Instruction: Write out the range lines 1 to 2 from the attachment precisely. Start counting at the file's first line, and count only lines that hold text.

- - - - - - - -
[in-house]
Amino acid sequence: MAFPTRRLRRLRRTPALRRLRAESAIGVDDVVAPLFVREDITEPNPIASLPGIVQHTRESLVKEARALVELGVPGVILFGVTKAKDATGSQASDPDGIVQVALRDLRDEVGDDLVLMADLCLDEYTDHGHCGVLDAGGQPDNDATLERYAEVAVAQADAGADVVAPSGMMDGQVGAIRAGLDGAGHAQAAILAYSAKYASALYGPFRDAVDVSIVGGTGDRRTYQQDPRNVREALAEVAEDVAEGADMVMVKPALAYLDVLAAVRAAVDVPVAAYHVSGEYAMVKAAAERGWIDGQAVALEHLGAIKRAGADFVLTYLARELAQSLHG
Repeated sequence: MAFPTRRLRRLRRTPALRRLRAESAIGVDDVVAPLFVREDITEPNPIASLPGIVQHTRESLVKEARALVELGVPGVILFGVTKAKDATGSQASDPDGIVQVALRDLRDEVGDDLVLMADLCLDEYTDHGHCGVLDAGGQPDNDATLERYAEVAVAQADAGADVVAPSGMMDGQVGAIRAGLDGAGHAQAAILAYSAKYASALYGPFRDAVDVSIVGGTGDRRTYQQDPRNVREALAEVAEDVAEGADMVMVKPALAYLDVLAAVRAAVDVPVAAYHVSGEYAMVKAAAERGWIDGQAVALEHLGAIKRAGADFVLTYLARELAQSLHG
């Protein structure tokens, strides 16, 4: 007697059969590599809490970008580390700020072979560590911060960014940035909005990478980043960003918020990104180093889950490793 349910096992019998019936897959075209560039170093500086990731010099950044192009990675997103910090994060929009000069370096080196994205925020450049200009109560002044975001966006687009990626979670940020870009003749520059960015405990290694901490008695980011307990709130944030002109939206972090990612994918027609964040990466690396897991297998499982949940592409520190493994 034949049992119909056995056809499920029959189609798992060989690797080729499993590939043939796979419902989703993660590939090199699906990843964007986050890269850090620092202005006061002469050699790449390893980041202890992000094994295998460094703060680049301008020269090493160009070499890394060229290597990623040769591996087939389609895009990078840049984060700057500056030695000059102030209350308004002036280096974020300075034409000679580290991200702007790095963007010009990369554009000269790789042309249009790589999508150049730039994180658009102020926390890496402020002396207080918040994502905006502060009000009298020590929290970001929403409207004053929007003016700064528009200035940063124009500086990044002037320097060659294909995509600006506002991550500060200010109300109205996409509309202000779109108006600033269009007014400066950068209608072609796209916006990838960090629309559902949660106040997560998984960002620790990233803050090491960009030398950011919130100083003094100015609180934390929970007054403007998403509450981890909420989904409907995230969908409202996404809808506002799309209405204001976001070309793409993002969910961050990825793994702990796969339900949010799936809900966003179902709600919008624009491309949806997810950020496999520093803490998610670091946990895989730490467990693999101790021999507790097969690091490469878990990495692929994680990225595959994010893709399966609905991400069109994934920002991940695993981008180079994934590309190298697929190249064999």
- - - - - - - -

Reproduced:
[in-house]
Amino acid sequence: MAFPTRRLRRLRRTPALRRLRAESAIGVDDVVAPLFVREDITEPNPIASLPGIVQHTRESLVKEARALVELGVPGVILFGVTKAKDATGSQASDPDGIVQVALRDLRDEVGDDLVLMADLCLDEYTDHGHCGVLDAGGQPDNDATLERYAEVAVAQADAGADVVAPSGMMDGQVGAIRAGLDGAGHAQAAILAYSAKYASALYGPFRDAVDVSIVGGTGDRRTYQQDPRNVREALAEVAEDVAEGADMVMVKPALAYLDVLAAVRAAVDVPVAAYHVSGEYAMVKAAAERGWIDGQAVALEHLGAIKRAGADFVLTYLARELAQSLHG